Anti-titin antibodies in myasthenia gravis (MG) patients and control subjects. Anti-titin antibodies were assayed with a radioligand assay and are expressed in amounts of radioactively labeled MGT30 protein bound per microliter of serum. MG-TX indicates thymectomized MG patients; MG-NTX, nonthymectomized MG patients; AID, autoimmune diseases other than MG (see the "Patients, Materials, and Methods" section); ND, neurological diseases other than MG; NS, normal serum samples; and AS, aged healthy subjects (>65 years). Inset, Breakdown of anti-titin antibodies in thymectomized MG patients by thymus histopathologic findings. H indicates hyperplasia; A, atrophy; and T, thymoma.
Nonthymoma patients with anti-titin antibodies form a homogeneous group with a late age at onset of disease and intermediate titers of anti–acetylcholine receptor (anti-AChR) autoantibodies.
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Yamamoto AM, Gajdos P, Eymard B, et al. Anti-Titin Antibodies in Myasthenia Gravis: Tight Association With Thymoma and Heterogeneity of Nonthymoma Patients. Arch Neurol. 2001;58(6):885–890. doi:10.1001/archneur.58.6.885
Titin is the major autoantigen recognized by anti–striated muscle antibodies, which are characteristic of generalized myasthenia gravis (MG).
To seek a correlation between anti-titin antibodies and other features of MG patients, including histopathology, age at diagnosis, anti–acetylcholine receptor (anti-AChR), autoantibody titers, and clinical severity.
A novel, highly specific radioligand assay was performed on a large group of 398 patients with generalized MG.
Among thymectomized patients, anti-titin antibodies were present in most patients with thymoma (56/70 [80%]), contrasting with only a minority of patients with thymus atrophy or hyperplasia (17/165 [10%]). They were also present in 64 (41%) of 155 nonthymectomized patients who had a radiologically normal thymus. In these patients and in those who had a histologically normal thymus, anti-titin antibodies were associated with a later age at onset of disease and with intermediate titers of anti-AChR antibodies. After controlling for these 2 variables, disease severity was not significantly influenced by anti-titin antibodies.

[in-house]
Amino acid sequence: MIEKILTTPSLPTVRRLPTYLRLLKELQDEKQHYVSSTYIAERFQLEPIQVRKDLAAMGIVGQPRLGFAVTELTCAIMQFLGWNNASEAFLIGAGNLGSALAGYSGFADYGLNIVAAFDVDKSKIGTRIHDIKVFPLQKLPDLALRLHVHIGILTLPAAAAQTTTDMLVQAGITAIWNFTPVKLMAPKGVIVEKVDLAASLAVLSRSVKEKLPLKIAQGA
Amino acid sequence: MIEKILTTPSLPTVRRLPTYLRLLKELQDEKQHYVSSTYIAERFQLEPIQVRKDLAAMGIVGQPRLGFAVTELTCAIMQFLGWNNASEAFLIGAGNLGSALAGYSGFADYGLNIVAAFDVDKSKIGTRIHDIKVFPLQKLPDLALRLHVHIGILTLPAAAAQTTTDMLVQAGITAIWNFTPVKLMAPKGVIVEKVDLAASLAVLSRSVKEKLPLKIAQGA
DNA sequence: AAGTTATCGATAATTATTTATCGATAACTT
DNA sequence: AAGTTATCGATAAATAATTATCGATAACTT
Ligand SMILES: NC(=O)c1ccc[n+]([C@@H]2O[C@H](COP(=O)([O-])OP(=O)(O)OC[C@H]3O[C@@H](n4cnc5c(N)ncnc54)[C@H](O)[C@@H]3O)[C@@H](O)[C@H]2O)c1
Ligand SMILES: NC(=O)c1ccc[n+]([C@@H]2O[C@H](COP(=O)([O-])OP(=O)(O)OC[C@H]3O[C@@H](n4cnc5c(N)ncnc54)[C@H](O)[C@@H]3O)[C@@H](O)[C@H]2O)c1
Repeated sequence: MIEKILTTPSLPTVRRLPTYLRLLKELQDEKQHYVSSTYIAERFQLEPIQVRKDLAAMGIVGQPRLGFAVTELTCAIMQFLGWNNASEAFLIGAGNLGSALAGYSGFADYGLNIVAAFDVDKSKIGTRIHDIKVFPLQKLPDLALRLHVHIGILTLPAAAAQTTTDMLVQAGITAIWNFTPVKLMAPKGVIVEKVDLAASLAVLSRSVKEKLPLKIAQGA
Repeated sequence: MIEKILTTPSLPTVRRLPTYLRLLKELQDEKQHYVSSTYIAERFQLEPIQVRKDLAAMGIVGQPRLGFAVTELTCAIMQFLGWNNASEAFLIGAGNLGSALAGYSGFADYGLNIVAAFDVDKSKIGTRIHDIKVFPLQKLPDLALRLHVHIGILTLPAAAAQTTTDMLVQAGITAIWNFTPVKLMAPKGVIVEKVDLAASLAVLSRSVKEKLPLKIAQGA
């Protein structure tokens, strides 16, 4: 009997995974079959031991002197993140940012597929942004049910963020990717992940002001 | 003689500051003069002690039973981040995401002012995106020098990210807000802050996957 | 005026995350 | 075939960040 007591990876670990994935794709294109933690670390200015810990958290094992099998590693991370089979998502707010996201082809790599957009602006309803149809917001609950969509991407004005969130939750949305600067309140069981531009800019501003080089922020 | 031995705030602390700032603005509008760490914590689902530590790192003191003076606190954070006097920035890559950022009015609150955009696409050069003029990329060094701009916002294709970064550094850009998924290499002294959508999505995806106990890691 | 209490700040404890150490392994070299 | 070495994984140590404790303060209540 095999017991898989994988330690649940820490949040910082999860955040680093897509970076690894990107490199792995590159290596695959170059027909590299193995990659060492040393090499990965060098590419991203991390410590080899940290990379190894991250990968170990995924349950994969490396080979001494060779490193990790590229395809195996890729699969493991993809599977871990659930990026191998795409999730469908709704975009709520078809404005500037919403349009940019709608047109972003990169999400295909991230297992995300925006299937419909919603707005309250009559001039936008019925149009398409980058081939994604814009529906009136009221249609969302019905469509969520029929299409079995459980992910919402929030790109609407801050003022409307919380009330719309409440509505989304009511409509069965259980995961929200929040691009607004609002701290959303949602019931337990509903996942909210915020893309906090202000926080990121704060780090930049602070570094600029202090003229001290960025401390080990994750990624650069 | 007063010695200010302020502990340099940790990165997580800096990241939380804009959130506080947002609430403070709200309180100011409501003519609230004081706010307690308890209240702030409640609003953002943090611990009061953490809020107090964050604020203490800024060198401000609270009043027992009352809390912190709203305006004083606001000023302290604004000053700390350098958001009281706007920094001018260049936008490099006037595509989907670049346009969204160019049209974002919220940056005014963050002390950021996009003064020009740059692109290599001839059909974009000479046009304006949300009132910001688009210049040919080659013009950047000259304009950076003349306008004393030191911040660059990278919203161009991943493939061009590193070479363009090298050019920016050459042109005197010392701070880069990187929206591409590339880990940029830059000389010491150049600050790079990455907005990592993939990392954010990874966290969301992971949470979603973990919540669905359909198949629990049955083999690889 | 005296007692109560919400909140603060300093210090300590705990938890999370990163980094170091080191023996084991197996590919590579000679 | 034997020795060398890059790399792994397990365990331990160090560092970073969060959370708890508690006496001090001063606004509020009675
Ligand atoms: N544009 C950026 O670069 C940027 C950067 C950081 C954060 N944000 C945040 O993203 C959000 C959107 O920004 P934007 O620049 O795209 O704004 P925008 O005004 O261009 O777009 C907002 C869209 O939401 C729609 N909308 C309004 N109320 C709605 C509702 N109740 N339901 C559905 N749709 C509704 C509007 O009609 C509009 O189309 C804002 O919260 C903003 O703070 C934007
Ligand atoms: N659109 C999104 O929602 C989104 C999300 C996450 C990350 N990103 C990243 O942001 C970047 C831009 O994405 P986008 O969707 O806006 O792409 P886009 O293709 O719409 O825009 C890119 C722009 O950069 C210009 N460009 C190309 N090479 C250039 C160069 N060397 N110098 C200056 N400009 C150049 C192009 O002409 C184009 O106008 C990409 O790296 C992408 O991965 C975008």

Anti-titin antibodies are a sensitive marker of thymoma associated with MG in patients 60 years and younger, justifying the insistent search for a thymoma in MG patients of this age group who have these antibodies. In nonthymoma patients, anti-titin antibodies represent an interesting marker complementary to the anti-AChR antibody titer, identifying a restricted subset of patients. These clinical correlations should prompt further studies to examine the mechanisms leading to the production of anti-titin antibodies.
MYASTHENIA GRAVIS (MG) is an autoimmune disease of the neuromuscular junction characterized by fatigability and weakness of striated muscles.1 It is mediated primarily by autoantibodies directed at the muscle acetylcholine receptor (AChR) in the postsynaptic membrane of the motor end plate.2,3 These autoantibodies are present in the serum of most patients (85%) and can passively transfer the disease to rodents.4 Consequently, they have a major diagnostic and pathogenetic value.
In addition to anti-AChR antibodies, antibodies recognizing other components of the skeletal muscle and yielding striational immunostaining have long been detected in MG patients.5 The presence of these anti–striated muscle antibodies (ASMAs) is important from the pathophysiological viewpoint inasmuch as it suggests that the antimuscle sensitization is not limited to AChR, posing the problem of the interrelationships between the various antimuscle immune responses. At the clinical level, ASMAs have been shown to provide a sensitive marker for thymoma, a clinically severe condition that is often associated with MG.6 These antibodies, however, are not absolutely specific for either MG or thymoma and are heterogeneous. Taken as a whole, they bind various autoantigens, including actin, α-actinin,7 myosin,8 the ryanodin receptor,9 and connectin or titin.10,11 The latter protein has recently elicited particular interest in the context of MG. Titin is a giant filamentous protein with a molecular weight of 3 × 106d that extends across the length of the sarcomere and plays an essential role in muscle elasticity.12 Remarkably, despite the huge size and the complex structure of titin, most anti-titin antibodies recognize a restricted region with a molecular weight of 30 000 d, called MGT30 (MG thymoma, 30 kd) or the main immunogenic region.13